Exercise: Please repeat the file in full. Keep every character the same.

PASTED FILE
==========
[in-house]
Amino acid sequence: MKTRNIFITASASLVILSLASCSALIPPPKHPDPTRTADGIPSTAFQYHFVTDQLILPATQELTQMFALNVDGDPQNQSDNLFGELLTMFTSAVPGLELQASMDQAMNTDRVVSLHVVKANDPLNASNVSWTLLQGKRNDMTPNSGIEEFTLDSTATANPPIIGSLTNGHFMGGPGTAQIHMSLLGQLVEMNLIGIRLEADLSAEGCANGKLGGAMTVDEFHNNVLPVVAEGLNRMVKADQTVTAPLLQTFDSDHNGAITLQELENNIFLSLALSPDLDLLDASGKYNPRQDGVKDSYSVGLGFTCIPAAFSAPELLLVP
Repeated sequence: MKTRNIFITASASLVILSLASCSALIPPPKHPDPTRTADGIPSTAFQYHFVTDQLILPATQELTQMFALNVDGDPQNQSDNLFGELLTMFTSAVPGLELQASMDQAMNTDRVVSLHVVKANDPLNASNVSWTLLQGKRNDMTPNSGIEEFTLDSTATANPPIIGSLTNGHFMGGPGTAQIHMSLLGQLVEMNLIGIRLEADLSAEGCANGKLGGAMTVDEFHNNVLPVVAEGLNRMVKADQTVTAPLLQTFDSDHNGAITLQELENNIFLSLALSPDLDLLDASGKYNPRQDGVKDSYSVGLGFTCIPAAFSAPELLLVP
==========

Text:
[in-house]
Amino acid sequence: MKTRNIFITASASLVILSLASCSALIPPPKHPDPTRTADGIPSTAFQYHFVTDQLILPATQELTQMFALNVDGDPQNQSDNLFGELLTMFTSAVPGLELQASMDQAMNTDRVVSLHVVKANDPLNASNVSWTLLQGKRNDMTPNSGIEEFTLDSTATANPPIIGSLTNGHFMGGPGTAQIHMSLLGQLVEMNLIGIRLEADLSAEGCANGKLGGAMTVDEFHNNVLPVVAEGLNRMVKADQTVTAPLLQTFDSDHNGAITLQELENNIFLSLALSPDLDLLDASGKYNPRQDGVKDSYSVGLGFTCIPAAFSAPELLLVP
Repeated sequence: MKTRNIFITASASLVILSLASCSALIPPPKHPDPTRTADGIPSTAFQYHFVTDQLILPATQELTQMFALNVDGDPQNQSDNLFGELLTMFTSAVPGLELQASMDQAMNTDRVVSLHVVKANDPLNASNVSWTLLQGKRNDMTPNSGIEEFTLDSTATANPPIIGSLTNGHFMGGPGTAQIHMSLLGQLVEMNLIGIRLEADLSAEGCANGKLGGAMTVDEFHNNVLPVVAEGLNRMVKADQTVTAPLLQTFDSDHNGAITLQELENNIFLSLALSPDLDLLDASGKYNPRQDGVKDSYSVGLGFTCIPAAFSAPELLLVP